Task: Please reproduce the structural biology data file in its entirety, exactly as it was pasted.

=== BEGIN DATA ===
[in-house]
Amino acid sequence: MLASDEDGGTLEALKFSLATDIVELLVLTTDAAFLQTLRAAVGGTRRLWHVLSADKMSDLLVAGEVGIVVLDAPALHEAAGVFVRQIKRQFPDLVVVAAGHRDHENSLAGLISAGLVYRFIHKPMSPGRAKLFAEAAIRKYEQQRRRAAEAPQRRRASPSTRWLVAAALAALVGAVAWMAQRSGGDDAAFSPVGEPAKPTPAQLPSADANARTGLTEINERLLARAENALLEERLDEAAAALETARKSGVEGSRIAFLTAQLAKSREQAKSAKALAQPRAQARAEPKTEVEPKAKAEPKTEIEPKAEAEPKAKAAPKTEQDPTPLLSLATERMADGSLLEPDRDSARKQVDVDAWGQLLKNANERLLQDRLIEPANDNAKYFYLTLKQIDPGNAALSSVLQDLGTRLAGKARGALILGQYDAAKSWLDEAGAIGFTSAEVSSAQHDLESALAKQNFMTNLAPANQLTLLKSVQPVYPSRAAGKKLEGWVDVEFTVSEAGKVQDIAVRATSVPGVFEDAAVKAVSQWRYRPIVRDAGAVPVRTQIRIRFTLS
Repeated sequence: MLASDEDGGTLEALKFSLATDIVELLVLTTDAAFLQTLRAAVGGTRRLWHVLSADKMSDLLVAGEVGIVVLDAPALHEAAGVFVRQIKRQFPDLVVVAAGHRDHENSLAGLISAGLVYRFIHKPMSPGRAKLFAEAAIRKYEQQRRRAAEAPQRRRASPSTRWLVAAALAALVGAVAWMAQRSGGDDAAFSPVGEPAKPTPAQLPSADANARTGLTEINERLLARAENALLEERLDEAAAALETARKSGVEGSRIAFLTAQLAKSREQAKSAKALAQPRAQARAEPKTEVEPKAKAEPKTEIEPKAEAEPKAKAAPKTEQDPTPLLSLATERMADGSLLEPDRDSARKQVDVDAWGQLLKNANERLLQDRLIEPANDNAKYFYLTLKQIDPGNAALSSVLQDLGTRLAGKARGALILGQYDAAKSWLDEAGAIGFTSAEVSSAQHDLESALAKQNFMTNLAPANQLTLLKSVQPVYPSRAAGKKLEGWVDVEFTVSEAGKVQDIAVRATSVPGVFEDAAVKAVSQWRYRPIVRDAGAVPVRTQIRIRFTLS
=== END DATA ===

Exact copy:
[in-house]
Amino acid sequence: MLASDEDGGTLEALKFSLATDIVELLVLTTDAAFLQTLRAAVGGTRRLWHVLSADKMSDLLVAGEVGIVVLDAPALHEAAGVFVRQIKRQFPDLVVVAAGHRDHENSLAGLISAGLVYRFIHKPMSPGRAKLFAEAAIRKYEQQRRRAAEAPQRRRASPSTRWLVAAALAALVGAVAWMAQRSGGDDAAFSPVGEPAKPTPAQLPSADANARTGLTEINERLLARAENALLEERLDEAAAALETARKSGVEGSRIAFLTAQLAKSREQAKSAKALAQPRAQARAEPKTEVEPKAKAEPKTEIEPKAEAEPKAKAAPKTEQDPTPLLSLATERMADGSLLEPDRDSARKQVDVDAWGQLLKNANERLLQDRLIEPANDNAKYFYLTLKQIDPGNAALSSVLQDLGTRLAGKARGALILGQYDAAKSWLDEAGAIGFTSAEVSSAQHDLESALAKQNFMTNLAPANQLTLLKSVQPVYPSRAAGKKLEGWVDVEFTVSEAGKVQDIAVRATSVPGVFEDAAVKAVSQWRYRPIVRDAGAVPVRTQIRIRFTLS
Repeated sequence: MLASDEDGGTLEALKFSLATDIVELLVLTTDAAFLQTLRAAVGGTRRLWHVLSADKMSDLLVAGEVGIVVLDAPALHEAAGVFVRQIKRQFPDLVVVAAGHRDHENSLAGLISAGLVYRFIHKPMSPGRAKLFAEAAIRKYEQQRRRAAEAPQRRRASPSTRWLVAAALAALVGAVAWMAQRSGGDDAAFSPVGEPAKPTPAQLPSADANARTGLTEINERLLARAENALLEERLDEAAAALETARKSGVEGSRIAFLTAQLAKSREQAKSAKALAQPRAQARAEPKTEVEPKAKAEPKTEIEPKAEAEPKAKAAPKTEQDPTPLLSLATERMADGSLLEPDRDSARKQVDVDAWGQLLKNANERLLQDRLIEPANDNAKYFYLTLKQIDPGNAALSSVLQDLGTRLAGKARGALILGQYDAAKSWLDEAGAIGFTSAEVSSAQHDLESALAKQNFMTNLAPANQLTLLKSVQPVYPSRAAGKKLEGWVDVEFTVSEAGKVQDIAVRATSVPGVFEDAAVKAVSQWRYRPIVRDAGAVPVRTQIRIRFTLS